There are many great moments in this complex, brilliant film, but two in particular remain long in the mind. First is the "love scene" between Waterston and Wiest. Wiest says- torn- that to begin an affair would be "impossible" and exits. Then, slowly, she turns and walks back into the room, shutting the door. Wiest has never been better than in this film, than in this moment. A startling, beautifully realised epiphany, boiled down to a look, a bow and a smile. The second great sequence comes with the shattering denouement, which I shan't spoil for you here. Allegedly based on the Johnny Stompanato murder case, it's a considerable jolt.
Allen's straight dramas certainly aren't for all tastes, but for those who can take them the rewards are vast.
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4.0 out of 5 stars A miniature masterpiece. 21 Aug 2014
By Adrian Drew TOP 500 REVIEWER
Woody Allan's Ingmar Bergman inspired story of unfulfilled longings was a radical departure from his other work when it first appeared over 25 years ago. Now, many years later, it can be assessed as an admittedly "theatrical", but none the less highly impressive miniature masterwork. Exceptional performances from an ensemble cast of true professionals, coupled with a wonderful score of "found" music and blessed with a brilliant cinematographer - all result in an engaging and perceptive portrait of people in crisis that is insightful, elegant and fascinating. The laughs are very few indeed but the ironies many. At around 80 minutes this short film may not appeal to everyone and definitely errs on the side of theatrical artifice - one can imagine it produce on stage quite easily - but my goodness it is well structured and directed. The dvd transfer is very fine and the late summer early autumnal light is brilliantly captured. All in all I found it quite wonderful but I know that it's slowly developing narrative and distanced approach will not appeal to everyone.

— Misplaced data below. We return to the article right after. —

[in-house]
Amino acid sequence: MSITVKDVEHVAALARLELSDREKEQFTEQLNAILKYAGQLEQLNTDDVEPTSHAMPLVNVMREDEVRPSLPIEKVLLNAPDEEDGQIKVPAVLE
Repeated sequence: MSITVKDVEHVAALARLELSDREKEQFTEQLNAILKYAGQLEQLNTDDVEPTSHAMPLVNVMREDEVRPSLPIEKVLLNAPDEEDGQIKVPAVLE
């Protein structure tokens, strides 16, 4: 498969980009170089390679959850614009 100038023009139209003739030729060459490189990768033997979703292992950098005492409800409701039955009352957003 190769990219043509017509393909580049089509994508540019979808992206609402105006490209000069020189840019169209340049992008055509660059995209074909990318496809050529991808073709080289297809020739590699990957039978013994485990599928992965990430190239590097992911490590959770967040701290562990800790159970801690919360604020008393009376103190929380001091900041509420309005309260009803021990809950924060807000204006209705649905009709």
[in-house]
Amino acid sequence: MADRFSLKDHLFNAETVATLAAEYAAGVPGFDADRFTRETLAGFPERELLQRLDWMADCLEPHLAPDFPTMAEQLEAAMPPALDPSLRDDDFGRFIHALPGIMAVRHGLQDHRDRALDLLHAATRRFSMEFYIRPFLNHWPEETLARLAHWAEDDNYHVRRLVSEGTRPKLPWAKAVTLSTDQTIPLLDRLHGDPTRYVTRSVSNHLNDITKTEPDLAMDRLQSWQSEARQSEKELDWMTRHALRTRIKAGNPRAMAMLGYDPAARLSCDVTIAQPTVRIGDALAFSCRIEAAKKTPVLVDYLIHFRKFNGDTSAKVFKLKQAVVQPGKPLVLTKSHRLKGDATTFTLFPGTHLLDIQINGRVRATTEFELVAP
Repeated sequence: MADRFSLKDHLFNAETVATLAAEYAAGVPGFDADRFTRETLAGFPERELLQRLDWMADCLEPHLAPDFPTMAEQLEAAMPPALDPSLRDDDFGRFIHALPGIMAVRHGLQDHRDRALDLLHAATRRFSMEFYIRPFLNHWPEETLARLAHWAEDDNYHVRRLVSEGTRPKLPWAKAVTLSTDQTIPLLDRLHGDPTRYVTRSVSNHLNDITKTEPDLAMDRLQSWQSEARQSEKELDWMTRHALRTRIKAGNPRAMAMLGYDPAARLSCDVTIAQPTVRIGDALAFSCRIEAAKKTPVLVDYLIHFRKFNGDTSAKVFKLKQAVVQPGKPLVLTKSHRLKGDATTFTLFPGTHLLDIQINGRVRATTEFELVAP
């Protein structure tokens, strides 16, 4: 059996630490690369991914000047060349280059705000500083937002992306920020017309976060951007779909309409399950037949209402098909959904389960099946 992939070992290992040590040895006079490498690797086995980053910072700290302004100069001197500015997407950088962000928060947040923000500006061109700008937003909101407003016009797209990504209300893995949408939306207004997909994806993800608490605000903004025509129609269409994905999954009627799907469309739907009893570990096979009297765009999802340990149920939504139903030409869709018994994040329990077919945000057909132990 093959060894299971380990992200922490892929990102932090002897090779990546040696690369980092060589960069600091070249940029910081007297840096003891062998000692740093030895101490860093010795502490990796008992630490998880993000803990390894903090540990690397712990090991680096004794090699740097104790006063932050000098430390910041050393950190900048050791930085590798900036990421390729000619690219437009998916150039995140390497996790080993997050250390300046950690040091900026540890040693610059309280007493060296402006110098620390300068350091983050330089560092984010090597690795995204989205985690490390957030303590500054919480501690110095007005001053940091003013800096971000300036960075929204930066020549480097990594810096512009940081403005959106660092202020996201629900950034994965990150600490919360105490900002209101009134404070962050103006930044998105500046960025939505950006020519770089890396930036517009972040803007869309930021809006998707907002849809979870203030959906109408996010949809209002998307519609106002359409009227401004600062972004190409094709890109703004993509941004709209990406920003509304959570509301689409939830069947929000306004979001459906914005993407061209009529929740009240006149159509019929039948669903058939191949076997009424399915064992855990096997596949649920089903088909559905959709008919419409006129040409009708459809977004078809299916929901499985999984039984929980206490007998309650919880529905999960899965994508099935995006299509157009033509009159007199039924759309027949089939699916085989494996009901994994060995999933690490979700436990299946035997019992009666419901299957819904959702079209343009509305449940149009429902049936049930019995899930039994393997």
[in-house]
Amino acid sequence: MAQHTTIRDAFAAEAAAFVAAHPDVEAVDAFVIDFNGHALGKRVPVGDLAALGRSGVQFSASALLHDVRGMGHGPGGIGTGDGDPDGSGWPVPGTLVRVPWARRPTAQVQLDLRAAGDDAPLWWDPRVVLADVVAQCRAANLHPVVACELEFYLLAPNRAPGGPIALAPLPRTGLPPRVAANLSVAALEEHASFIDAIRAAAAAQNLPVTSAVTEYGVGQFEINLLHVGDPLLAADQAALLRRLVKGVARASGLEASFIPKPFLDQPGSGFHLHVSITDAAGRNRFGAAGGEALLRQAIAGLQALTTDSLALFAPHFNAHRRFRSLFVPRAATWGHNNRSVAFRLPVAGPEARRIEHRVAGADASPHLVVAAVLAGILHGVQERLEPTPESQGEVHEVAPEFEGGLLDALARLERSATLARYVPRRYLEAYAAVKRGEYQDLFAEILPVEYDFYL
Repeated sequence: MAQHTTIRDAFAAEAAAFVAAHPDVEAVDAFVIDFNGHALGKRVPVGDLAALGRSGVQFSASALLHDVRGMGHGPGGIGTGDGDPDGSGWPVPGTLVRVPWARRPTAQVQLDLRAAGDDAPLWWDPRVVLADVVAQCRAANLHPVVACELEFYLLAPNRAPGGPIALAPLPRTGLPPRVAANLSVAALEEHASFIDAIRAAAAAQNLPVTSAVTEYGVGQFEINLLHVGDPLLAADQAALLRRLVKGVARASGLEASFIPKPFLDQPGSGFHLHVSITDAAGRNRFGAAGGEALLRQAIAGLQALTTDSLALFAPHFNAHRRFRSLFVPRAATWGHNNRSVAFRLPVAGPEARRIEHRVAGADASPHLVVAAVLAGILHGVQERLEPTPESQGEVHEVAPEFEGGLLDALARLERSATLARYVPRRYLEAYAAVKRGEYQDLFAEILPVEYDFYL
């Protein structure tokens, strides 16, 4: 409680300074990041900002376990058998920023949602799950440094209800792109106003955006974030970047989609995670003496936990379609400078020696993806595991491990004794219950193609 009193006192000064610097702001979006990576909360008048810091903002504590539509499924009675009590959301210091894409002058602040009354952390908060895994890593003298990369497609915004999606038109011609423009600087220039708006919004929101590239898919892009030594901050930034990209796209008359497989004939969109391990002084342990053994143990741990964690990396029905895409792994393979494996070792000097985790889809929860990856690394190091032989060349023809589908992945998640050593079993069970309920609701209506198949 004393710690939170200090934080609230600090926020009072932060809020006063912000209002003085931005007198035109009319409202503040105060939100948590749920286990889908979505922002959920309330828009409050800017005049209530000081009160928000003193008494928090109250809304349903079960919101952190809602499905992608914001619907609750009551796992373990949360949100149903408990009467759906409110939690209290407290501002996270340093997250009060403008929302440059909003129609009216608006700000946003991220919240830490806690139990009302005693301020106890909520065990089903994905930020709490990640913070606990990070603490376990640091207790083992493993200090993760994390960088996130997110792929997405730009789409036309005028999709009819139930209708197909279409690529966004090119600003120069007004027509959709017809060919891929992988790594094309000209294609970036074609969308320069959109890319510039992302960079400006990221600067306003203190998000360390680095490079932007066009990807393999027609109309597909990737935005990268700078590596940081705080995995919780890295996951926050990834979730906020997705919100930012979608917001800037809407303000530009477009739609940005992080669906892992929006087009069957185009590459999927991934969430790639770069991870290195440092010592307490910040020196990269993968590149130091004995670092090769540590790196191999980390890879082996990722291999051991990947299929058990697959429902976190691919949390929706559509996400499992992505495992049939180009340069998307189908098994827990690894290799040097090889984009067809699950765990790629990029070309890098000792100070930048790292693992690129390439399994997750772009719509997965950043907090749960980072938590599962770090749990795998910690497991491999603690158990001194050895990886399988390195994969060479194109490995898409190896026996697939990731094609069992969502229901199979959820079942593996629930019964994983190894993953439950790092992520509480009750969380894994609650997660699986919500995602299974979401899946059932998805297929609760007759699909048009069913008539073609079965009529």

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1 of 1 people found the following review helpful
5.0 out of 5 stars September is my birthday 1 April 2013
Wonderful absolutely amazing in every way and beginning to the end totally involved. One of Woody Allen's best as there are so many but this is one for the collection a must have for any fan of his films.
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5 of 7 people found the following review helpful
4.0 out of 5 stars Rather bleak and occasionally quite moving. 2 Mar 2006
September seems to be a love-it-or-hate-it work within the Allen filmography, one that seems synonymous with that period in the late 80's when he was trying to take on weightier issues that drew stylistically on the films of Ingmar Bergman (see Another Woman, Husbands and Wives, Crimes and Misdemeanours and elements of Hannah and Her Sisters for more), and one that has the famous back-story of Allen shooting the film once, assembling a rough-cut, deciding he hated it, re-writing the script, re-casting the film and eventually re-shooting the same story on a soundstage in upstate New York. His intention... to create an isolated and claustrophobic atmosphere in which he could develop a modern-day chamber-piece that would stand more as a filmed play as opposed to a major motion picture!! Still, it showed that he was taking risks rather than playing it safe, something that he would end up doing during the latter half of the 90's and the first half of the new millennium.

The basic story of the film concerns six main protagonists who are gathered together at an idyllic summer house in Vermont. The house belongs to Lane (Farrow), who is recuperating from a nervous breakdown, a failed relationship and years of guilt and speculation involving the murder of her abusive step-father. Amongst the group is Peter (Sam Waterston), a struggling writer who is lodging with Lane and who Lane has a crush on. Peter however, is in love with Lane's friend Stephanie (Diane Wiest), who is staying at the summer house to escape the tedium of her husband while her children are away at camp. Stephanie seems close to Howard (Denholm Eliot) who has hidden feelings from Lane, whilst between the four of them there is Lane's vibrant and gregarious mother Diane (Elaine Stritch) and her new lover Lloyd (Jack Warden).